Never has the discovery of a can at the back of the cupboard seemed so welcome. And a book published early this year, Tin Can Magic, comes just in time to inspire new ways to turn it into something simple but delicious.

Jessica Elliott Dennison, who runs a neighbourhood cafe in the good times, says a favourite with her regulars is a dish she called ‘the beans’.

“The dish simply begins by frying onions, garlic and sage. Then as you pour in white wine and tinned butter beans – tin juice and all – something pretty magical happens. The whole lot reduces down together, transforming into an indulgent yet humble plate of food to mop up with toasted sourdough.”

A can is just waiting to be transformed. Take that lonely can of pulses. “Can you cook it to make it the centrepiece of a simple feast? Can it be rinsed in fresh water to become the basis of a salad? Or could it be charred in a hot pan to become a smoky taco filling? Perhaps it suits being slowly braised with lots of woody herbs and wine to become a warm supper?” All it needs is a touch of creativity.

The recipes come with ideas for substitutes in case you don’t have all ingredients to hand.

Indian-style creamed corn (serves 2) with naan, coriander and toasted spices

This is half way between a dahl and a curry, where a few tins of regular sweetcorn are transformed into something fragrant and special by the help of the spices from the back of your cupboard. I’ve suggested using a stick blender to give your corn a nice creamy texture, but if you don’t have one, just mash some of the corn by hand using a potato masher.


6 tablespoons rapeseed, light olive or coconut oil

1 onion, peeled and finely sliced

3 garlic cloves, peeled and finely sliced

2 x 340g (11½ oz) tins of sweetcorn, drained

2 teaspoons ground coriander

1½ teaspoons ground cumin

1 tablespoon curry leaves (optional)

½–1 teaspoon of dried chilli flakes (depending on how spicy you want it)

1 lemon

sea salt flakes

1 large naan or 2 chapatis

handful of coriander leaves


leek, ground coriander, garam masala, lemon, lime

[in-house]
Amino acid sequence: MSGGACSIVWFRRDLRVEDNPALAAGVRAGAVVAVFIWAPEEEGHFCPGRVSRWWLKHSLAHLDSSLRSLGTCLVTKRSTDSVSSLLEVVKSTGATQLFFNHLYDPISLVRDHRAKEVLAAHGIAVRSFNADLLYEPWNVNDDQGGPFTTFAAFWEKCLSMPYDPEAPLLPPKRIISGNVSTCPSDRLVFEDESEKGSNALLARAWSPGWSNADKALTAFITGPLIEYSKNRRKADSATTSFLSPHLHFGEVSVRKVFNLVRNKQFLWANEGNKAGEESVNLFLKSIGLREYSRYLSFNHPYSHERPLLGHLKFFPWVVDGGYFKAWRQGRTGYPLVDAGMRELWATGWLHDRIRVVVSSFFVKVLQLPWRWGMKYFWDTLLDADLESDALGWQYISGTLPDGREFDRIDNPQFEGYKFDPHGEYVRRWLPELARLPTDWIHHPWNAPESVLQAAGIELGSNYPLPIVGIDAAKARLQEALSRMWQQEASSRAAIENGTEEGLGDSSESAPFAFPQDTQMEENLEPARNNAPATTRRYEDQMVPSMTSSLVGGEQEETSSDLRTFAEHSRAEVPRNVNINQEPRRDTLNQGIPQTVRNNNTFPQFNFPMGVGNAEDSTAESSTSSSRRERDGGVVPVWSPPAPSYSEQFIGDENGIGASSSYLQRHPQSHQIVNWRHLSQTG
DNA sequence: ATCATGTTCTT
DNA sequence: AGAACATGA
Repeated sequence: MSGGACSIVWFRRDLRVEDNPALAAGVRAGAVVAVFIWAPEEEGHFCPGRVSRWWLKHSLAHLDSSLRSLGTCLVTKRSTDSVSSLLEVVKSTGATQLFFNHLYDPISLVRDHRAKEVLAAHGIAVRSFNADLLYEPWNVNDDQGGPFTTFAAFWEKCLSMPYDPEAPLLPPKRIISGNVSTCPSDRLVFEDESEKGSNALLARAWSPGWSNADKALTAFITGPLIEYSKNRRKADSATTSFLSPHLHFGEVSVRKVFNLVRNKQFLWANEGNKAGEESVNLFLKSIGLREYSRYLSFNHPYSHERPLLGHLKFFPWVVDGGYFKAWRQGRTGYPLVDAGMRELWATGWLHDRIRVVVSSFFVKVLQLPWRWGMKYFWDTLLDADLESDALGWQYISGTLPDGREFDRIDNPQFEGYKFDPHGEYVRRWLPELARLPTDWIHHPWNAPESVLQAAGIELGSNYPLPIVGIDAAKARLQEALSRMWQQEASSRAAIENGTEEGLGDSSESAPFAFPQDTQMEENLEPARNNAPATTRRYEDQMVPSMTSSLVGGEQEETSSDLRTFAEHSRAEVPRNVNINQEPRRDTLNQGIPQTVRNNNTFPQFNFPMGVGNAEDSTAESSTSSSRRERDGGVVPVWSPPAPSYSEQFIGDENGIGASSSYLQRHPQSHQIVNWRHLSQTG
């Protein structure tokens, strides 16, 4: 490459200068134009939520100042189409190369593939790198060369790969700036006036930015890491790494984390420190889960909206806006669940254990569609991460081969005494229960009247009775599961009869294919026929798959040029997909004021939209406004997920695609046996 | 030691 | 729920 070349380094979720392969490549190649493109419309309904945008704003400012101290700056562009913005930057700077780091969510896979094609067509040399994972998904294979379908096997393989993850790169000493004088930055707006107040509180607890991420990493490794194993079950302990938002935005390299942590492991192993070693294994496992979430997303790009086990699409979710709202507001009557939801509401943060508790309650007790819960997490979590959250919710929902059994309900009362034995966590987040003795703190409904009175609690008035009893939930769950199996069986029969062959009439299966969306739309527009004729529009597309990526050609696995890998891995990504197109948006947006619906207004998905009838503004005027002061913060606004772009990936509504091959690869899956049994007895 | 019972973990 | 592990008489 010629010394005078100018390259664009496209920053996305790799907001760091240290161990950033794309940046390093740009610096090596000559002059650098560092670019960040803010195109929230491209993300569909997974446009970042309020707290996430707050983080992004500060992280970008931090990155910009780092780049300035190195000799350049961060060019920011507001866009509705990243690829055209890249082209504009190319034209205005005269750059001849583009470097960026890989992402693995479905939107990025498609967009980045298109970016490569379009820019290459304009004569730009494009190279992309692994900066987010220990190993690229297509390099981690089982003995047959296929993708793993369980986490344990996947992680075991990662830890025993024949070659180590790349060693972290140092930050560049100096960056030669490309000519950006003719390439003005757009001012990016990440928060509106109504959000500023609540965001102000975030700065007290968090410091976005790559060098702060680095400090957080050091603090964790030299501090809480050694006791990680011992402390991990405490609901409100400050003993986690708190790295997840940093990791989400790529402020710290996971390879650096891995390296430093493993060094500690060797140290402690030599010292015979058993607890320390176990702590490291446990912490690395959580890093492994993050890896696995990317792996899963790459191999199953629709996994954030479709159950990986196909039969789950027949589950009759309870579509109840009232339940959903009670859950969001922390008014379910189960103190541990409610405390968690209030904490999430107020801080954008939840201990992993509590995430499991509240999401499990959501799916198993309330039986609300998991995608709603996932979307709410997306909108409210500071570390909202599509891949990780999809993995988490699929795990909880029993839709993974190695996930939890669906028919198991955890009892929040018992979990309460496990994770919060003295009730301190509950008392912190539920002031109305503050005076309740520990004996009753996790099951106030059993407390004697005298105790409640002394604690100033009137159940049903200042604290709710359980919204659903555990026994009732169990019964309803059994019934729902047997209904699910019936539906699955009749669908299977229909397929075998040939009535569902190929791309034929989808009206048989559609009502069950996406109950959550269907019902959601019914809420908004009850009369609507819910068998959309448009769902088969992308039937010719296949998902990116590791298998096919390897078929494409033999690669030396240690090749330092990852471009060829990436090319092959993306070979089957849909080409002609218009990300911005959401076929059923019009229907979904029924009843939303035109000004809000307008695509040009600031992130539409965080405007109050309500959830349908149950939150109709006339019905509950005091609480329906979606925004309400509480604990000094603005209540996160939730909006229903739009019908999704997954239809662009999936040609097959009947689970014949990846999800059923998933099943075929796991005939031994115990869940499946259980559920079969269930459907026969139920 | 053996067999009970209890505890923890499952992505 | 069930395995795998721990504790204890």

First, heat 4 tablespoons of oil over a medium heat in a wide pan.

Add the onion and garlic, reduce to low, then fry for 15 minutes until soft and translucent. Stir occasionally and add a splash of water if beginning to catch.

Add half the corn to a jug with a splash of water. Then, using a stick blender or food processor, blitz into a rough pulp.

Add 2 tablespoons of oil to the onion, then add the spices and curry leaves. Stir for 1–2 minutes until fragrant, then add the creamed corn and reserved kernels. Add the zest of one lemon and the juice of half, plenty of seasoning to taste, and a splash of water to loosen if it’s too thick. Cut the remaining lemon half into wedges.

Meanwhile, use tongs to heat the naan bread directly over a gas flame for a few seconds until lightly charred. You can also do this in a hot pan or oven. To assemble: Divide the corn and naan between two plates. Roughly tear over the coriander and serve with a lemon wedge each.

Garlic mushroom lentils and fried eggs (serves 2) with parmesan and rosemary

The key to frying mushrooms is allowing your pan to get smoking hot so that they catch at the edges and take on an almost meaty, charred flavour. Keep an eye out for more unusual wild varieties to mix in with more common button and chestnut mushrooms – they offer a deeper flavour and more interesting textures.


4 tablespoons rapeseed, vegetable or light olive oil

3 garlic cloves, peeled and finely sliced

200g (7 oz) mushrooms

2 sprigs of rosemary, leaves only, roughly chopped

1 x 390g (13¾ oz) tin of green lentils in water, drained and rinsed

½ lemon, zest and juice

1 teaspoon salt

100g (3½ oz) spinach, washed and drained

2 eggs

4 tablespoons finely grated parmesan


For rosemary: sage, tarragon, thyme. For green lentils: cooked puy lentils, cooked pearl barley, cooked spelt, cooked brown rice

First, heat 2 tablespoons of oil in a large non-stick frying pan over a medium heat. Add the garlic and, stirring regularly, fry for 1–2 minutes until golden and fragrant. Take care not to burn the garlic or it will become overly bitter. Transfer the garlic to a small bowl and set aside.

Increase the heat to high and add 1 tablespoon more oil. Add the mushrooms and cook for 4 minutes, or until browning and catching at the edges. Stir in the rosemary, fry for 1–2 minutes until crisp and fragrant.

Stir in lentils, lemon juice, salt and spinach until wilted. Add a few splashes of water if the pan contents look a bit dry.

Heat 1 tablespoon of oil in another non-stick frying pan over a high heat. Crack in the eggs and fry for 1–2 minutes until crisp on the base but still with a runny yolk, or to your liking. To assemble: Divide the mushroomy-lentils between two plates. Top with fried egg and the reserved crispy garlic. Sprinkle parmesan and zest of the remaining lemon.

Tin Can Magic by Jessica Elliott Dennison (Hardie Grant, £15). Photo - Matt Russell.